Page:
The Hemingway Book Club of Kosovo

February 15, 2012

Cover of The Hemingway Book Club of Kosovo

Cover of The Hemingway Book Club of Kosovo

Nine years have passed since Paula Huntley published her superb memoir, The Hemingway Book Club of Kosovo.  Narrated in journal format, Huntley’s book records her experiences in 2000-2001, just one year after NATO troops drove Serbian forces out of Kosova.   Naturally, after a decade of civil war, most Kosovarans had suffered all the horrors that go with urban warfare and displacement, and when the shooting stopped, many Kosovarans found themselves homeless and jobless, and everyone found that the educational and legal systems had suffered the same battering.  So when Paula Huntley and Ed Villmoare chose to come to Pristina, they did not come as mere observers.  Instead, they came to help, Paula by teaching English as a second language to Albanian students, Ed by working through the American Bar Association to help Kosova to rebuild its legal system.

Paula Huntley

Paula Huntley, author of The Hemingway Book Club of Kosovo (Source: Ms. Huntley's website--click image to view)

Having just re-read this inspiring book, I must applaud the way Paula and Ed came to help.  Eschewing know-it-all posturing, they couched their offer to help in compassion for those who had suffered so much and in full awareness of their own limitations.  Describing Ed’s need to “do something” in response to the wide-spread agony, Paula records her doubt that “Ed really believes he can do anything of great significance here.  He is a man of few illusions.  But he is also a man of character and compassion.  He can’t just do nothing” (29).  Similarly, three months into her teaching, Paula wonders if she has “really [done] anything to help” (129).

Ed Villmoare, Paula Huntley's husband

Ed Villmoare, Paula Huntley's husband (Source: Ms. Huntley's website--click image to view)

They also came to help as partners and peers with the Kosovarans, fully expecting to learn as much as they teach and to receive as much as they give.  This respectful stance, their doubts about effectiveness notwithstanding, earned Huntley and Villmoare the trust they would need to help Kosovarans build a future on a foundation of justice and learning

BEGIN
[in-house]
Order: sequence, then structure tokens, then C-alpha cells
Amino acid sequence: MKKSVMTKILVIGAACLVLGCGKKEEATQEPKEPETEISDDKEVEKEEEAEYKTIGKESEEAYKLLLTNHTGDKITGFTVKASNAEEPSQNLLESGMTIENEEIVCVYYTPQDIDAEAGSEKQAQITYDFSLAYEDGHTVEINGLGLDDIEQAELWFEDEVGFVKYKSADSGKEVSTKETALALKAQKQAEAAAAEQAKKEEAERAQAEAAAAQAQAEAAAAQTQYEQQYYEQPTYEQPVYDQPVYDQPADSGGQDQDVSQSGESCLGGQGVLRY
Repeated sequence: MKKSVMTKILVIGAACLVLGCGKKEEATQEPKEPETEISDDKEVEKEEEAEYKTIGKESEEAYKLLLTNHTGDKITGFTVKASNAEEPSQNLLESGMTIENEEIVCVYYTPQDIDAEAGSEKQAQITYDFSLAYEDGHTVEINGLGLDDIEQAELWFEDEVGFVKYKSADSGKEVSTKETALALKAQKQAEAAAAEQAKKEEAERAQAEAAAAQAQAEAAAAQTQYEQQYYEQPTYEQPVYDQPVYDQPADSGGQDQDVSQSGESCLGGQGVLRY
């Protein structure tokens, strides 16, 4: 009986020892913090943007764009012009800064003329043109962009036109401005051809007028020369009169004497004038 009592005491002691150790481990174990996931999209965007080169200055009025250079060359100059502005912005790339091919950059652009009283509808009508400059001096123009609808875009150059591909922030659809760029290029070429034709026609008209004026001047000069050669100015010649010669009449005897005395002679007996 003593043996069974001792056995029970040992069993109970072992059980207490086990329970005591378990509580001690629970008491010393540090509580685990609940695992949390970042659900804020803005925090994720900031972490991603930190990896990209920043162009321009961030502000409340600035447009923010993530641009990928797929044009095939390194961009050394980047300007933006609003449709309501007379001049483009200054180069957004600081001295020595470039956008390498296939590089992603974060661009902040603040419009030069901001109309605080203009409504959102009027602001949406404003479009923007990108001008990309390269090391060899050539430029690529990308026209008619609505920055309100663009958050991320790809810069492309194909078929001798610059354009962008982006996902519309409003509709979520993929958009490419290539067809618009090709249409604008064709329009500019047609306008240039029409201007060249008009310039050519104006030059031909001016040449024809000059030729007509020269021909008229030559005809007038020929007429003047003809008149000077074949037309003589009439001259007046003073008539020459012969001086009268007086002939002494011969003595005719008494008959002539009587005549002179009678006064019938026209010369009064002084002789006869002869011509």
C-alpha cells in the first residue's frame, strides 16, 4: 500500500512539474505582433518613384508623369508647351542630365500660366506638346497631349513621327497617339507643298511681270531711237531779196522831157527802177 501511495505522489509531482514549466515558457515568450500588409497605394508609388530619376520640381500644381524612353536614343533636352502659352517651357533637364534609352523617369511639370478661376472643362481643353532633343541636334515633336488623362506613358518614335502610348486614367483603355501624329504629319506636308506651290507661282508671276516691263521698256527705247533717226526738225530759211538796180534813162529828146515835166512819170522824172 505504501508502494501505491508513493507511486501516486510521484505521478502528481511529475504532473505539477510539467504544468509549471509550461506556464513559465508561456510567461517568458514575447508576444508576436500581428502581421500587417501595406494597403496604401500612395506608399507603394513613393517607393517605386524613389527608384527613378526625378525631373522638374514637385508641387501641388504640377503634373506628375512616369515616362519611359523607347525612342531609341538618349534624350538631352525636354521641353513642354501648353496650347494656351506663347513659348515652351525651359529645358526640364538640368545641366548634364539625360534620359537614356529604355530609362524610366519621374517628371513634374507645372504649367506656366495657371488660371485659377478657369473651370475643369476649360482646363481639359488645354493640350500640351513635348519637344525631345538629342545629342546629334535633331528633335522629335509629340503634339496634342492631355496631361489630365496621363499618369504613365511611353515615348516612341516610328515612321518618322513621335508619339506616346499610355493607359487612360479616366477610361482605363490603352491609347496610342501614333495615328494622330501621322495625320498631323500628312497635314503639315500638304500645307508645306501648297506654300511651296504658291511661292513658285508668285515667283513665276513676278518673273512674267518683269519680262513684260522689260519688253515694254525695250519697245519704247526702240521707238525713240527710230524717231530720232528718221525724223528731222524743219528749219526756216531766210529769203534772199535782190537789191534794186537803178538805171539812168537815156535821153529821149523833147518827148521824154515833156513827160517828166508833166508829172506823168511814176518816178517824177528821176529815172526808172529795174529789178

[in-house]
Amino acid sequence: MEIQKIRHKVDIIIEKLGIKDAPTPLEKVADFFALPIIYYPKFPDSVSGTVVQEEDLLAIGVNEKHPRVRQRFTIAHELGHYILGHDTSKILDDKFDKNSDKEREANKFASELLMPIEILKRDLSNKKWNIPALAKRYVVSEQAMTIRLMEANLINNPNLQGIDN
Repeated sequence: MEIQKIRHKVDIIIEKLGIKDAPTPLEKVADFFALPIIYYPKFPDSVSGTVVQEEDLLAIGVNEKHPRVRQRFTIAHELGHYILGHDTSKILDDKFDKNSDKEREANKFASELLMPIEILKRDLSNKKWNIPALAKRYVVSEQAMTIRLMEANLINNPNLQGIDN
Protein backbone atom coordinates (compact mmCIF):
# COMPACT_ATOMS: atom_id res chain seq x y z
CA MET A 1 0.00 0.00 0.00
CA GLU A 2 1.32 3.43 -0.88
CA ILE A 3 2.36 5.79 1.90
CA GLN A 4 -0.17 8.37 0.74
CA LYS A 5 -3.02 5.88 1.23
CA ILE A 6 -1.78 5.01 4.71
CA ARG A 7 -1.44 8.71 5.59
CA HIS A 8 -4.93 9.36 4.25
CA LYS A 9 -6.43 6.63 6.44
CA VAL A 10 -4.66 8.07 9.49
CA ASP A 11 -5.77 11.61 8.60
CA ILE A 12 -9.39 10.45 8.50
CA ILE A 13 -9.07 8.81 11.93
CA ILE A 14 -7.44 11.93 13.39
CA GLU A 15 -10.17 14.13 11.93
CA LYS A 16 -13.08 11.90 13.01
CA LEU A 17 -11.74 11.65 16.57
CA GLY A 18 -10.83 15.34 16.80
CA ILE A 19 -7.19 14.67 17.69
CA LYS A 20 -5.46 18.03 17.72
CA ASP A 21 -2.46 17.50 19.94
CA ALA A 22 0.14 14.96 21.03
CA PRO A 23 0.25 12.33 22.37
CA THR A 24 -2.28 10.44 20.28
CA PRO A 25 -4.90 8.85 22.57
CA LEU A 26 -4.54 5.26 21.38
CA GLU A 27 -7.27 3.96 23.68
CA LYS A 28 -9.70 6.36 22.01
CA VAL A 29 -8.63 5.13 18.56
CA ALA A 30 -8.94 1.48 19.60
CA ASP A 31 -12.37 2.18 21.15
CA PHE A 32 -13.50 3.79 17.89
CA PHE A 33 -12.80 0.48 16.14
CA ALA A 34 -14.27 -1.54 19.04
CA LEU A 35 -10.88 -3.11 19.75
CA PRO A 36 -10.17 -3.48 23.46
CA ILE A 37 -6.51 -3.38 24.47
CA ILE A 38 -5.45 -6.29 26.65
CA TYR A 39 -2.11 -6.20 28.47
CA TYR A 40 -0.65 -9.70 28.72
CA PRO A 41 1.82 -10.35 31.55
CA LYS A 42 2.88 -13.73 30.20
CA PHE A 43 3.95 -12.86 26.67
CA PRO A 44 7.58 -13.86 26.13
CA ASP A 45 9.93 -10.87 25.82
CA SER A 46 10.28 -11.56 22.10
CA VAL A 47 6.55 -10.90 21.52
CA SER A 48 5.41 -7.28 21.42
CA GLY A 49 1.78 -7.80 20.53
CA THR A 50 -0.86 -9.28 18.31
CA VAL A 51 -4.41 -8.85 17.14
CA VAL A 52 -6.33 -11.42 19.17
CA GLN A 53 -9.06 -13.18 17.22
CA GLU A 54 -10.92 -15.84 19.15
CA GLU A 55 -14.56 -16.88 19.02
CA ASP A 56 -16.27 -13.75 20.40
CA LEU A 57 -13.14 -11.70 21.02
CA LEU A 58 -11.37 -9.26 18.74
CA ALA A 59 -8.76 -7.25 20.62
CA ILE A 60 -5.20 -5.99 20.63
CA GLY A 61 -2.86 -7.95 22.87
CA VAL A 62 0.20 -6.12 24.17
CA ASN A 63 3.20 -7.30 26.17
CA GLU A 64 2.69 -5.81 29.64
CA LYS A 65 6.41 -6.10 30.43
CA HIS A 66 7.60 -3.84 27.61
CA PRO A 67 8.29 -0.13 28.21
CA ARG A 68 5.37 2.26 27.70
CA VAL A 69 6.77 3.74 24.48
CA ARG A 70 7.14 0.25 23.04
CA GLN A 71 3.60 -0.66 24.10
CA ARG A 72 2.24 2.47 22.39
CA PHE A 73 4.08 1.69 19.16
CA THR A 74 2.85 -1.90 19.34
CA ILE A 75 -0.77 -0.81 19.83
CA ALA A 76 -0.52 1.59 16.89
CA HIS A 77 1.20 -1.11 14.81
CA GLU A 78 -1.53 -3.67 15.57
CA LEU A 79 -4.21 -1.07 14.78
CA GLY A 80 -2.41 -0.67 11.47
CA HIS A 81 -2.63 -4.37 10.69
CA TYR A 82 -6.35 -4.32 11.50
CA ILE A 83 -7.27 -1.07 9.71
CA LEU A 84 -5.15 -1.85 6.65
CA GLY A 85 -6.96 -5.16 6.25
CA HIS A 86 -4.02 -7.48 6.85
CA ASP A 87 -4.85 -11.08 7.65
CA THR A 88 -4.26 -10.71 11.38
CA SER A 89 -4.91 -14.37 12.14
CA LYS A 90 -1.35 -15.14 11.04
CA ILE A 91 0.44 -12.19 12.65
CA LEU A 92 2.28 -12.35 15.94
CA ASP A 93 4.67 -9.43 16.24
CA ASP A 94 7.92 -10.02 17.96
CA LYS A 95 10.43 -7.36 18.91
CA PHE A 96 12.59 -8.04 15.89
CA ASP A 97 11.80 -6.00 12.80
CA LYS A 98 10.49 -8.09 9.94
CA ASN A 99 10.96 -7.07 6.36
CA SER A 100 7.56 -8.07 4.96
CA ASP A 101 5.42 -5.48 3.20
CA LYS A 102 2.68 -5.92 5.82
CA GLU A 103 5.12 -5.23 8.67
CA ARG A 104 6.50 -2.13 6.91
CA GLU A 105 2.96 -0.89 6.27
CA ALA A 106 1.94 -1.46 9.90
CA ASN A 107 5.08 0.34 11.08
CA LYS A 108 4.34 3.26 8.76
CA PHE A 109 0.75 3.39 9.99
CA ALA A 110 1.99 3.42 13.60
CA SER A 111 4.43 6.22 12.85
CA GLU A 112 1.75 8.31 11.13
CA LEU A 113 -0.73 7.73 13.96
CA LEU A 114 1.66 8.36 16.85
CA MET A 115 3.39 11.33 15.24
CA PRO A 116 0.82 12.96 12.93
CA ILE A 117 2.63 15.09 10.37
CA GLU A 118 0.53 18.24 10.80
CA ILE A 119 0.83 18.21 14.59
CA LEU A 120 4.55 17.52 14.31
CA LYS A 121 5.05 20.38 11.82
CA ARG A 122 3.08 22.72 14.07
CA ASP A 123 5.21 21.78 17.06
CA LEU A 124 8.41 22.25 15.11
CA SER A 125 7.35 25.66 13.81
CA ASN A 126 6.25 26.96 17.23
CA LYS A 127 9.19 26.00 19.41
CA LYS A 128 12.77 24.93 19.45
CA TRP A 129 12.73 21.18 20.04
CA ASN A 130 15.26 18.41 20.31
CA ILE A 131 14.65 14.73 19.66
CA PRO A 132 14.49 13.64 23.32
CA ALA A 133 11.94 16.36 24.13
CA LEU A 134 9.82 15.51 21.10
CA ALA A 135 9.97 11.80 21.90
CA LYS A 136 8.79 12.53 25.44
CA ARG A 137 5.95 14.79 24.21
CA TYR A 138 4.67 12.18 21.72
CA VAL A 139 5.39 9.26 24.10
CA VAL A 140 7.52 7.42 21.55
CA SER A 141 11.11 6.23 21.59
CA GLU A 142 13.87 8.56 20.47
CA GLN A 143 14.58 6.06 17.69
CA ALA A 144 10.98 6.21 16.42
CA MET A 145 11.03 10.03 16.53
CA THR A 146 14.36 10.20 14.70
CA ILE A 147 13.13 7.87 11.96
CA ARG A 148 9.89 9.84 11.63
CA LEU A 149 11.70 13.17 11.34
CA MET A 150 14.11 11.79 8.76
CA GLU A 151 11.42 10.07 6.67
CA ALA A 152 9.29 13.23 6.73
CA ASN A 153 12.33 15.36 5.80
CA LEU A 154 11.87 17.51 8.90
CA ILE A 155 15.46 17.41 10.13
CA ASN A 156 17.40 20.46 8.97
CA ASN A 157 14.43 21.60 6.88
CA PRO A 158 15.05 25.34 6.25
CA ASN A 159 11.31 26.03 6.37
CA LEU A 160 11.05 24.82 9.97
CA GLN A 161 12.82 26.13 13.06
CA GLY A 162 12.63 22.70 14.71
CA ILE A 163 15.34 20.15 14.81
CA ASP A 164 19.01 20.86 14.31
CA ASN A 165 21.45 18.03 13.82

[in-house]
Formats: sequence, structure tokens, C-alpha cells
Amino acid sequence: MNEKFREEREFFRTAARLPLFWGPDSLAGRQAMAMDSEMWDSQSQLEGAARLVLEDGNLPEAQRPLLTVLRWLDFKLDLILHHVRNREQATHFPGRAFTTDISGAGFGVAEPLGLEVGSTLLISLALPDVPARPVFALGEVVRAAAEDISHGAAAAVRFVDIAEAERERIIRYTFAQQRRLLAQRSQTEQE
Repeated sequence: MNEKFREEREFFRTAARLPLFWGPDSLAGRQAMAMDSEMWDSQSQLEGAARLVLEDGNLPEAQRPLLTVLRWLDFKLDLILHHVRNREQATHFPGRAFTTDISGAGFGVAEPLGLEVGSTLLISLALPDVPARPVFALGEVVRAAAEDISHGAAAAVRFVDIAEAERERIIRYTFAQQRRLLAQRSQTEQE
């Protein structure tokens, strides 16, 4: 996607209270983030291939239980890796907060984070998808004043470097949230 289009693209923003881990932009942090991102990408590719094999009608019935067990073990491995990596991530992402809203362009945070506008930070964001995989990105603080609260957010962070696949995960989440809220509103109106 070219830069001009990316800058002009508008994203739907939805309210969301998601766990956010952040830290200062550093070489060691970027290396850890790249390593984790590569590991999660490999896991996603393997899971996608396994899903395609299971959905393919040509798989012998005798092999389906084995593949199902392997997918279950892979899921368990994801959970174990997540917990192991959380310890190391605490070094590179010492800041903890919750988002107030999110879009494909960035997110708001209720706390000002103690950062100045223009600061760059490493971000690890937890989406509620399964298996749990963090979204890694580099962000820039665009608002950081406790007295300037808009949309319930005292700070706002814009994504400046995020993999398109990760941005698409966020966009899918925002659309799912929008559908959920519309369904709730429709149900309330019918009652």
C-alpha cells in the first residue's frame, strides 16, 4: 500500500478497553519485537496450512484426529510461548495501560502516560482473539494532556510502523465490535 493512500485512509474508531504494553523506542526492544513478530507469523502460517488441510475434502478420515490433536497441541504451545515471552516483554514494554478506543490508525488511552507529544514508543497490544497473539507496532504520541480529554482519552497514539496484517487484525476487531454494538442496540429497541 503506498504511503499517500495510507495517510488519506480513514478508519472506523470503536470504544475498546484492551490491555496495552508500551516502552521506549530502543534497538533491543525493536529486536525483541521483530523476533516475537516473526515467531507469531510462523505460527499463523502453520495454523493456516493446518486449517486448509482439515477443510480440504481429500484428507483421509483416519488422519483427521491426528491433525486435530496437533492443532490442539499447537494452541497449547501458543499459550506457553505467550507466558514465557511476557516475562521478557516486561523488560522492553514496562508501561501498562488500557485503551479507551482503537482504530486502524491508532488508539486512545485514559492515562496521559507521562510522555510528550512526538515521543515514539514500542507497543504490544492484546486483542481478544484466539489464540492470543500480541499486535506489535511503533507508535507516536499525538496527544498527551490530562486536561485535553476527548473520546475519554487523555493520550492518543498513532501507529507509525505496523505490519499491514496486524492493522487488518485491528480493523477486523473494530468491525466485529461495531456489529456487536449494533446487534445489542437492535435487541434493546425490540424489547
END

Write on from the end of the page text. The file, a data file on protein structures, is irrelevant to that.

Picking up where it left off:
We can see that earned trust in the stories that Kosovarans come to share with Paula and Ed.  In working with his legal assistant Blerta, for instance, Ed hears the story of her mother’s gang-rape, a war crime that has silenced her mother permanently (179).  Similarly, in teaching stories such as Kate Chopin’s “The Story of an Hour,” Paula engages Ermina and other students in eager discussions of marriage as a relationship shared by “equal partners,” not by a jailer-husband and his prisoner-wife, too often the case, says Ermina, in Pristina (183).

By starting her book club in her Pristina home, Paula also used Ernest Hemingway’s stories to generate more discussions on the power of language to assert human dignity and to effect positive change for Kosova.  In reading Hemingway’s The Old Man and the Sea, for example, Paula and her student-guests reflected on the old man’s wisdom: “It is better to be lucky.  But I would rather be exact.  Then when luck comes you are ready.”  Naturally, this quote led to discussion of the old man’s tremendous suffering as he battles the great fish, then, thanks to the sharks, his failure to bring the great fish to the dock.  But once again, the old man’s words—“a man can be destroyed but not defeated”—helped her students to realize that the old man had not been defeated, that, in Paula’s words, he had “won self-respect and the renewed respect of the villagers.  He maintained his dignity and showed courage in the face of overwhelming adversity” (167).